Effective Security is Adaptive SecurityProtecting the public sector has arguably never been more complicated than it is today. By: Michael Musick
Whether it is government agencies or higher education institutions, public sector organizations are increasingly coming under attack. According to a survey by consulting firm PricewaterhouseCoopers (PwC), in 2015, the number of detected security incidents jumped 137 percent from the prior year. In addition, estimated financial losses as a result of security incidents climbed 27 percent compared to 2014.
The situation is exacerbated by a lack of budget, time, and expertise, and demands a non-traditional approach to thinking about security that can meet the evolving nature of threats public sector organizations are facing. The key is for organizations to adopt a new security model that can change as policies, procedures, infrastructure and increasingly advanced threats change and evolve. We align our approach with Gartner’s Adaptive Security Architecture Framework, a malleable security strategy designed to help organizations take a broader, more effective approach to securing their people, process and data.
Time for a Change
One of the biggest challenges affecting the public sector is comprehensively addressing issues of risk and security while balancing the need to put out cyber-security fires as they arise. Due to the volume and the sensitivity of information involved, educational institutions often have it worse than others. In fact, an article from Security Magazine cited data from security vendor SysCloud that asserted 35 percent of all security breaches occur in higher education.
The constant pressure applied by the ongoing attacks makes it easy for organizations to get lost in the daily grind of blocking, tackling and responding to incidents When attacks occur, an organization’s data, funds, and reputation are on the line, and a board of directors is much more likely to be swayed to spend budget on mitigation and eradication tied to a breach that has just occurred. Ironically, this makes focusing on the larger, strategic cybersecurity initiatives needed to protect your environment that much more difficult. After all, focusing on solving a breach that has just happened only prepares you to deal with yesterday’s threats – not be ready for today’s or future attacks.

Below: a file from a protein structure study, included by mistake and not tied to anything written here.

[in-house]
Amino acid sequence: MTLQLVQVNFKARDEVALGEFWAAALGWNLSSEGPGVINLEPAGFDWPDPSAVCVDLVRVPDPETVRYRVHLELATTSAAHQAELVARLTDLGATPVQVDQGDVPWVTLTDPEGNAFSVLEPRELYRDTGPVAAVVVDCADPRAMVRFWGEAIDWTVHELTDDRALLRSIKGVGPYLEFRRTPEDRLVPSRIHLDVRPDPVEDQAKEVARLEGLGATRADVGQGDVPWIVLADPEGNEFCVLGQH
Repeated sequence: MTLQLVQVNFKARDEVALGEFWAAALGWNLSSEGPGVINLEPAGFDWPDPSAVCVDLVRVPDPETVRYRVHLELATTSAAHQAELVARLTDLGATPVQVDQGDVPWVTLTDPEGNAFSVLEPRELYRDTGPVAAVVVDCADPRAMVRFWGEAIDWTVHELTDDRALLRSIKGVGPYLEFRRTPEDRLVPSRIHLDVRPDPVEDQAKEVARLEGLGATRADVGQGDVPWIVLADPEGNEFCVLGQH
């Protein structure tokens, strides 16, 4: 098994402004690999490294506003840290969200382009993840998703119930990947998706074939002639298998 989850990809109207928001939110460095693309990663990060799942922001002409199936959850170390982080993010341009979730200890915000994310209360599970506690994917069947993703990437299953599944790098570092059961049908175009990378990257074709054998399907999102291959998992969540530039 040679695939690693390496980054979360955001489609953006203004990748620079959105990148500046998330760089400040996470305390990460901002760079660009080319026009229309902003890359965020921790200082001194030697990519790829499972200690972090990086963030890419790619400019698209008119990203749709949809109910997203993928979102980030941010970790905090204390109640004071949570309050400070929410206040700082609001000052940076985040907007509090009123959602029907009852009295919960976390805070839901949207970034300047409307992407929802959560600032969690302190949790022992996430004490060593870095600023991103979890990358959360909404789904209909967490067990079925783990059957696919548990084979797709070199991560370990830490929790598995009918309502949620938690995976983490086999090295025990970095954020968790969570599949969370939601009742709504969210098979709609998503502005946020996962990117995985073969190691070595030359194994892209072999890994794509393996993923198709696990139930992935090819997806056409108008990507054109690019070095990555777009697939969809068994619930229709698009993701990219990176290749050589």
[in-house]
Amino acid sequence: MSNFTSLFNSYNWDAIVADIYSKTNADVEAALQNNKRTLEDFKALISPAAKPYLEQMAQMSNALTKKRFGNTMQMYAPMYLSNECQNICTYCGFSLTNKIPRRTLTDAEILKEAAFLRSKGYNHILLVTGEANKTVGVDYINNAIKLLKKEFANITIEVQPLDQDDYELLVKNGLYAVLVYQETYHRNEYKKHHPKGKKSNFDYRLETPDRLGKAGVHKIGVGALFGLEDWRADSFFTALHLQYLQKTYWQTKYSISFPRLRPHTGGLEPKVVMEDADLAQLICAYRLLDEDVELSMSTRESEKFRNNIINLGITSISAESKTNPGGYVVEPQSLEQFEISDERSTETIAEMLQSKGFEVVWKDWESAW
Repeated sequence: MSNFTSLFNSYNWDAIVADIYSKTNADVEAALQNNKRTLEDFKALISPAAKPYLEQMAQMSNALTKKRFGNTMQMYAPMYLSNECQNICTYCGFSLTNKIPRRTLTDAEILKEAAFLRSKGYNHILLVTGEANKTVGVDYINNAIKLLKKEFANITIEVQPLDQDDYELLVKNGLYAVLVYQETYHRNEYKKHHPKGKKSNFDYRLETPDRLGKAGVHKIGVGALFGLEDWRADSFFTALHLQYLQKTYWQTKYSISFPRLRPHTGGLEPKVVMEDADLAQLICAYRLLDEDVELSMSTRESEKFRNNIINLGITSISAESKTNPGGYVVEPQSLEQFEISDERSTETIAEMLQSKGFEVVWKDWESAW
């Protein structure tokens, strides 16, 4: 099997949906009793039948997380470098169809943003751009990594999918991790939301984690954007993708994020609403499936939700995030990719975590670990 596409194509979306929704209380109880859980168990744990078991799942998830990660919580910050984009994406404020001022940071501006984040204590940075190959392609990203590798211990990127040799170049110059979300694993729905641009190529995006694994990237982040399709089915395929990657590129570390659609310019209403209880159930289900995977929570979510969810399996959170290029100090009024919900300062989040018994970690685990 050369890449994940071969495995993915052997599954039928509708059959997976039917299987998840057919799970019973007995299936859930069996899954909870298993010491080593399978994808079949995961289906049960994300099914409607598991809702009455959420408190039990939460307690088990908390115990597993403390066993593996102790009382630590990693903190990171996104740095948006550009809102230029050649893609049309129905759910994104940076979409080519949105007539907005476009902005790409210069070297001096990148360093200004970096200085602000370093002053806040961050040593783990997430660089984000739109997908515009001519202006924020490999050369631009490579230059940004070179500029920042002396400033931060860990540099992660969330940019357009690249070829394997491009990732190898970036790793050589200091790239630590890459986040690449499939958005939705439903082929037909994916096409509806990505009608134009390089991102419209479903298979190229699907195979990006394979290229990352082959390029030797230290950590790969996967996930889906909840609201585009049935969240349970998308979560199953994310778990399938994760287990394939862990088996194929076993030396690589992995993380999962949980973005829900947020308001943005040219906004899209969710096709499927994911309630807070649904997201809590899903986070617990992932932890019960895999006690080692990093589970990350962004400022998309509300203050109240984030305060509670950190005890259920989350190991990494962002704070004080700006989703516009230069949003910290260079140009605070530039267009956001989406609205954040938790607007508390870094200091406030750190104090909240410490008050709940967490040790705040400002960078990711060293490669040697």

To break that cycle, organizations need to understand their risk and begin aligning their processes around four key areas that form the foundation of the adaptive security approach: prediction, prevention, detection, and response.
Adopting the Adaptive Security Model
Approached correctly, adaptive security can adapt to the evolving policies, procedures, infrastructure, and threat landscape facing the public sector. For it to work, organizations need to assess their cybersecurity risk and determine their risk tolerance, which will guide budget conversations related to security.
You also need to understand your entire environment and where assets such as servers, routers, and applications are located and housed on your network. One of the critical challenges facing public institutions in particular is knowing where data resides in an institution where individual departments may have high levels of control over assets and information as opposed to being centralized under an organization-wide strategy. Once you understand where your assets and information are, a vulnerability assessment can help identify how and where the attackers might sneak in.
Threat intelligence is a key aspect of the predict, prevent, and detect pillars of the strategy. With the help of the right partners, organizations can leverage information about the tactics, techniques, and procedures of attackers to spot attackers before critical systems are accessed and data is stolen. Knowing for example that a specific hacktivist group likes to launch DNS reflection attacks can help the security team build a more robust defense.
Using the adaptive security model, organizations can better define their strengths and weaknesses. Focusing too much on perimeter controls is one of the traditional missteps public sector organizations make and is often the result of organizations putting out fires and then basing their budgets and security investments on those incidents. Changing the approach can effectively help avoid common pitfalls like this and help organizations more accurately assess what they are doing well and what aspects of security may require more strategic investment or third-party assistance.
Every organization has its own unique challenges, but by adopting adaptive security, your organization can make sense of their environment, understand their risks, and make smarter decisions about where budget, time, and resources are allocated.